I don't know how complex is the group of operators inside the Loop Operator, maybe you could create specialized sub-process, for each alternative, call it detached (using events to synchronize each subprocess at its end). A Valuemap can be created, at Process level, to hold the sub-process path of each case so you can pick, during the runtime, to use on every iteration of the loop (in this case you can get rid of the Loop Operator, and use the loop parameter of the Sub-Process Operator)



  • 6.  Re: Reference Switches outside of loop
    Best Answer

    Posted 04-15-2016 01:41 PM

    Hey Elwynn,

     

    Here's a couple of hints on how to optimize comparison with JavaScript. (Following advices may apply to several languages)

     

    Use IF statements when :

    • You have 2 or less possibilities to test
    • Your datas can be separated into ranges
      • Ex of a wrong IF usage
    if (value == 0){
    
      return result0;
    
    } else if (value == 1){
    
      return result1;
    
    } else if (value == 2){
    
      return result2;
    
    } else if (value == 3){
    
      return result3;
    
    } else if (value == 4){
    
      return result4;
    
    } else if (value == 5){
    
      return result5;
    
    } else if (value == 6){
    
      return result6;
    
    } else if (value == 7){
    
      return result7;
    
    } else if (value == 8){
    
      return result8;
    
    } else if (value == 9){
    
      return result9;
    
    } else {
    
      return result10;
    
    }
    
    
    
      • To make this better, you can order your if based on the frequency of each value

      • To make this even better, you can organize these statements in branches. Something like :
    if (value < 6){
      if (value < 3){
      if (value == 0){
      return result0;
      } else if (value == 1){
      return result1;
      } else {
      return result2;
      }
      } else {
      if (value == 3){
      return result3;
      } else if (value == 4){
      return result4;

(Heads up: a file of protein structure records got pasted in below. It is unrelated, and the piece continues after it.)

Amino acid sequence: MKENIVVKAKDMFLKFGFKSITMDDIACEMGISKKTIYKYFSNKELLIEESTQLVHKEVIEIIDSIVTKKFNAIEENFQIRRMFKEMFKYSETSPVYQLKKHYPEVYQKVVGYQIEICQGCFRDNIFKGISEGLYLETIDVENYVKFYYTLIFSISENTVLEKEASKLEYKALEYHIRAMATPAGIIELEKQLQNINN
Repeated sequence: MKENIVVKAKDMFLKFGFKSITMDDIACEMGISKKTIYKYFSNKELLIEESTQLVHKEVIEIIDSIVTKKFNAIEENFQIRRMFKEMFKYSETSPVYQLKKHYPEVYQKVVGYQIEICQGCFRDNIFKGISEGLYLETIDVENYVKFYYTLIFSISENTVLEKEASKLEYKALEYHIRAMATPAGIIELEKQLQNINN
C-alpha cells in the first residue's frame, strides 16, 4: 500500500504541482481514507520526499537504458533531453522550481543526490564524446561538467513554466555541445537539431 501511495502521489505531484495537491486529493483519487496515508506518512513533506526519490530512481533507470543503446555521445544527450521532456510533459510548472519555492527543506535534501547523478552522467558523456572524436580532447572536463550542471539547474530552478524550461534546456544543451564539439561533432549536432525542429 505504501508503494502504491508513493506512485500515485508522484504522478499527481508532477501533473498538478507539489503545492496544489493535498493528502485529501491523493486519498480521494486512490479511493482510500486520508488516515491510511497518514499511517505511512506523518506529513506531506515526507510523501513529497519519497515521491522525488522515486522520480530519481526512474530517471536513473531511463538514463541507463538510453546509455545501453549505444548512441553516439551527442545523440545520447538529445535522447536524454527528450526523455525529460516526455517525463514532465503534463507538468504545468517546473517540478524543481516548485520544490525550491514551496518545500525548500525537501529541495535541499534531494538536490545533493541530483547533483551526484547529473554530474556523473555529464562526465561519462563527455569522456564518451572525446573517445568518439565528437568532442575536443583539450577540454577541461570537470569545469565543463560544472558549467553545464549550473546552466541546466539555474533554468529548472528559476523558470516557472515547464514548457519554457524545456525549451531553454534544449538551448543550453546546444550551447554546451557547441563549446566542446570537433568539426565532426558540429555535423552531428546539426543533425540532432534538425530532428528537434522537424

} else {
      return result5;
      }
      }
    } else {
      if (value < 8){
      if (value == 6){
      return result6;
      } else {
      return result7;
      }
      } else {
      if (value == 8){
      return result8;
      } else if (value == 9){
      return result9;
      } else {
      return result10;
      }
      }
    }
    

     

    Another way to do comparison is to use switch statement as you do.

    To make switch statement better, you may consider ordering your cases based on the frequency of each value.

    You may nest switch statement inside of if statement. Something like :

    if (value < 6){
      switch(value){
        case 0:
            return result0;
        case 1:
            return result1;
        case 2:
            return result2;
        case 3:
            return result3;
        case 4:
            return result4;
        case 5:
            return result5;  
    }
    } else {
    switch(value){
        case 6:
            return result6;
        case 7:
            return result7;
        case 8:
            return result8;
        case 9:
            return result9;
        default:
            return result10;
    }
    }
    

     

     

    When you have a huge amount of possibilities, forget switch and if. The weapon of choice is : Array Lookup!

     

    Imagine you want to get the extension table name for a CI family.

     

    You can store those informations in an array and access it directly.

     

    var family_extName = [['Hardware','ext_hardware'],['software','ext_software']];
    var extName = items[value][1];
    

     

    If you go with Array Lookup, let me suggest to store the array in a dataset outside of your process.

     

     

    Have fun.